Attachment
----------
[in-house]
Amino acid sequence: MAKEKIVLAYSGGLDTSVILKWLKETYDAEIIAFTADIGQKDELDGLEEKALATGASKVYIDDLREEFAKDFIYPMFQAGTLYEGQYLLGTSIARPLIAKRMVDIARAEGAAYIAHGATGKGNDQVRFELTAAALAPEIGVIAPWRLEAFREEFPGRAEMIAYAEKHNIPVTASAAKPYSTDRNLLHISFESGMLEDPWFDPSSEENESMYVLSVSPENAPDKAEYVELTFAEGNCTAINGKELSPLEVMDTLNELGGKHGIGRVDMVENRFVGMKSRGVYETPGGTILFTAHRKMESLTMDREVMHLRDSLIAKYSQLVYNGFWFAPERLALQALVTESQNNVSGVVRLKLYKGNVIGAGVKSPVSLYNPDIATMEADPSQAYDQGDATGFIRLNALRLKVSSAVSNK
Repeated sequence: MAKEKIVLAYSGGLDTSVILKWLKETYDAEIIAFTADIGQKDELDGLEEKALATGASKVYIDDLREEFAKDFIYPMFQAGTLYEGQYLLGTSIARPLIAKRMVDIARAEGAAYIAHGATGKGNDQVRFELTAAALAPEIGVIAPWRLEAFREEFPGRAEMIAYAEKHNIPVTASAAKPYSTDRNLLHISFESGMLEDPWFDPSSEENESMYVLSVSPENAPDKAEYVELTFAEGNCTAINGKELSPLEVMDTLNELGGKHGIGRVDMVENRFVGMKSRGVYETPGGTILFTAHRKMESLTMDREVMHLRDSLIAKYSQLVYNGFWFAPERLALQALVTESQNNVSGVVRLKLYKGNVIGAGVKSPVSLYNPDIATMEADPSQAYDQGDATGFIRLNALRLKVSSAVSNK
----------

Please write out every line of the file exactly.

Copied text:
[in-house]
Amino acid sequence: MAKEKIVLAYSGGLDTSVILKWLKETYDAEIIAFTADIGQKDELDGLEEKALATGASKVYIDDLREEFAKDFIYPMFQAGTLYEGQYLLGTSIARPLIAKRMVDIARAEGAAYIAHGATGKGNDQVRFELTAAALAPEIGVIAPWRLEAFREEFPGRAEMIAYAEKHNIPVTASAAKPYSTDRNLLHISFESGMLEDPWFDPSSEENESMYVLSVSPENAPDKAEYVELTFAEGNCTAINGKELSPLEVMDTLNELGGKHGIGRVDMVENRFVGMKSRGVYETPGGTILFTAHRKMESLTMDREVMHLRDSLIAKYSQLVYNGFWFAPERLALQALVTESQNNVSGVVRLKLYKGNVIGAGVKSPVSLYNPDIATMEADPSQAYDQGDATGFIRLNALRLKVSSAVSNK
Repeated sequence: MAKEKIVLAYSGGLDTSVILKWLKETYDAEIIAFTADIGQKDELDGLEEKALATGASKVYIDDLREEFAKDFIYPMFQAGTLYEGQYLLGTSIARPLIAKRMVDIARAEGAAYIAHGATGKGNDQVRFELTAAALAPEIGVIAPWRLEAFREEFPGRAEMIAYAEKHNIPVTASAAKPYSTDRNLLHISFESGMLEDPWFDPSSEENESMYVLSVSPENAPDKAEYVELTFAEGNCTAINGKELSPLEVMDTLNELGGKHGIGRVDMVENRFVGMKSRGVYETPGGTILFTAHRKMESLTMDREVMHLRDSLIAKYSQLVYNGFWFAPERLALQALVTESQNNVSGVVRLKLYKGNVIGAGVKSPVSLYNPDIATMEADPSQAYDQGDATGFIRLNALRLKVSSAVSNK